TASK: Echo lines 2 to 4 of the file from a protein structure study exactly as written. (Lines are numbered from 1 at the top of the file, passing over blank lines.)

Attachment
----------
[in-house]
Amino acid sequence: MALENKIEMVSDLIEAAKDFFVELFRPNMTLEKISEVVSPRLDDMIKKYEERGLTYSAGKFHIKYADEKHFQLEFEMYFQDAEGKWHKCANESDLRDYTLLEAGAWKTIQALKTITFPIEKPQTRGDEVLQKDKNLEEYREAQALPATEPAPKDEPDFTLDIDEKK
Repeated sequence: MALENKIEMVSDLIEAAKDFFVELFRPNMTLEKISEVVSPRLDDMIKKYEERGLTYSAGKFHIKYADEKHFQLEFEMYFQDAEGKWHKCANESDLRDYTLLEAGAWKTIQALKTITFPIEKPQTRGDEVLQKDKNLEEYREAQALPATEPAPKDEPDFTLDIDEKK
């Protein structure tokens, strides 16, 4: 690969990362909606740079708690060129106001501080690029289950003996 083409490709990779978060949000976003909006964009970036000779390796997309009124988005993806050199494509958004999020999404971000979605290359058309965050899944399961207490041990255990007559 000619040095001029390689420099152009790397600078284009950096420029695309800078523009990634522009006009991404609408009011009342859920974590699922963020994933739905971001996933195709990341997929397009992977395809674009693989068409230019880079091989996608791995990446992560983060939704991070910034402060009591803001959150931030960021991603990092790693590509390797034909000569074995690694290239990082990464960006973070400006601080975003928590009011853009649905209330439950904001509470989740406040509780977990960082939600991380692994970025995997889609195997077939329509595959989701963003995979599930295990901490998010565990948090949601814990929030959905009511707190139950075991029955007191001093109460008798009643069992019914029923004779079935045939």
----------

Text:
Amino acid sequence: MALENKIEMVSDLIEAAKDFFVELFRPNMTLEKISEVVSPRLDDMIKKYEERGLTYSAGKFHIKYADEKHFQLEFEMYFQDAEGKWHKCANESDLRDYTLLEAGAWKTIQALKTITFPIEKPQTRGDEVLQKDKNLEEYREAQALPATEPAPKDEPDFTLDIDEKK
Repeated sequence: MALENKIEMVSDLIEAAKDFFVELFRPNMTLEKISEVVSPRLDDMIKKYEERGLTYSAGKFHIKYADEKHFQLEFEMYFQDAEGKWHKCANESDLRDYTLLEAGAWKTIQALKTITFPIEKPQTRGDEVLQKDKNLEEYREAQALPATEPAPKDEPDFTLDIDEKK
């Protein structure tokens, strides 16, 4: 690969990362909606740079708690060129106001501080690029289950003996 083409490709990779978060949000976003909006964009970036000779390796997309009124988005993806050199494509958004999020999404971000979605290359058309965050899944399961207490041990255990007559 000619040095001029390689420099152009790397600078284009950096420029695309800078523009990634522009006009991404609408009011009342859920974590699922963020994933739905971001996933195709990341997929397009992977395809674009693989068409230019880079091989996608791995990446992560983060939704991070910034402060009591803001959150931030960021991603990092790693590509390797034909000569074995690694290239990082990464960006973070400006601080975003928590009011853009649905209330439950904001509470989740406040509780977990960082939600991380692994970025995997889609195997077939329509595959989701963003995979599930295990901490998010565990948090949601814990929030959905009511707190139950075991029955007191001093109460008798009643069992019914029923004779079935045939």